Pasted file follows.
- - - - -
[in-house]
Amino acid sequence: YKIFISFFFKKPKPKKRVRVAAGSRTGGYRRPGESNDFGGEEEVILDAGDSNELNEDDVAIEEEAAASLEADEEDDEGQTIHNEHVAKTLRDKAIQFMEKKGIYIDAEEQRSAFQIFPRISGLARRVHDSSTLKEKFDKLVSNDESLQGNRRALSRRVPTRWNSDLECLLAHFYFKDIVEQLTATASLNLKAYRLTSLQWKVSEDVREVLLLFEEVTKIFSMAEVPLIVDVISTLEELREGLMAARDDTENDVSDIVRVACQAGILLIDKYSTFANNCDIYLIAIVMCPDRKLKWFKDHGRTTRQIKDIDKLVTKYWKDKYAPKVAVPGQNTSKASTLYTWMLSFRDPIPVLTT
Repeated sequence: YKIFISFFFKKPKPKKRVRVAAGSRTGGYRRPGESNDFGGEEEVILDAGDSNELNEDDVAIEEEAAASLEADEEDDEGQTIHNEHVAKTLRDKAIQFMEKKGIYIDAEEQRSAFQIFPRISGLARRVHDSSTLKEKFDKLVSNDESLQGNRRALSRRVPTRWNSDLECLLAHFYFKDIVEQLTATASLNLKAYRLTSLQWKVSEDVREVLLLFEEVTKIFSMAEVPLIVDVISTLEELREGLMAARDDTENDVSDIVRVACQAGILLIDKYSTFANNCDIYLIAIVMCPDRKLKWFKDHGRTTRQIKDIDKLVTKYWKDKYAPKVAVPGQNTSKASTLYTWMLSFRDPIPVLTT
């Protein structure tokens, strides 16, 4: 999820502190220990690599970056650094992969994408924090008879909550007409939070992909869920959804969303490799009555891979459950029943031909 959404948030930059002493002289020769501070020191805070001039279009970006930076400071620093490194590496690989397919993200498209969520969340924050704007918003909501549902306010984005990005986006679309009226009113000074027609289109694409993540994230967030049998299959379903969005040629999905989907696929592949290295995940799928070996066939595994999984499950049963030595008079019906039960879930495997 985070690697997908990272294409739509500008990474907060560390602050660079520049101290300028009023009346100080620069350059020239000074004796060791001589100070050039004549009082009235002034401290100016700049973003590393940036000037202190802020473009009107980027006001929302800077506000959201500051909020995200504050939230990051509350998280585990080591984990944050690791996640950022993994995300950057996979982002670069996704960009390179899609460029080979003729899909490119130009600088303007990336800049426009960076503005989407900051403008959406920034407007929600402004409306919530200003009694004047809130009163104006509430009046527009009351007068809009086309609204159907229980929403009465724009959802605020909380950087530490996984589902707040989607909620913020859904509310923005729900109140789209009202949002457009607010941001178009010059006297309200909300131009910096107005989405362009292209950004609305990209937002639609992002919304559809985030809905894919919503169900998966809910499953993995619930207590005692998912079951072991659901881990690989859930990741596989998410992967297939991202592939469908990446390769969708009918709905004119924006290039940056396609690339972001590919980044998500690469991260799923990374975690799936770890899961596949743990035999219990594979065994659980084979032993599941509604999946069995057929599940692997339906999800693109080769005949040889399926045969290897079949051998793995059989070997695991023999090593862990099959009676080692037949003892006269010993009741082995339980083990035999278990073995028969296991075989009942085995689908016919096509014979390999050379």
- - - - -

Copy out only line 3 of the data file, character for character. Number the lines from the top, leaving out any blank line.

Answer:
Repeated sequence: YKIFISFFFKKPKPKKRVRVAAGSRTGGYRRPGESNDFGGEEEVILDAGDSNELNEDDVAIEEEAAASLEADEEDDEGQTIHNEHVAKTLRDKAIQFMEKKGIYIDAEEQRSAFQIFPRISGLARRVHDSSTLKEKFDKLVSNDESLQGNRRALSRRVPTRWNSDLECLLAHFYFKDIVEQLTATASLNLKAYRLTSLQWKVSEDVREVLLLFEEVTKIFSMAEVPLIVDVISTLEELREGLMAARDDTENDVSDIVRVACQAGILLIDKYSTFANNCDIYLIAIVMCPDRKLKWFKDHGRTTRQIKDIDKLVTKYWKDKYAPKVAVPGQNTSKASTLYTWMLSFRDPIPVLTT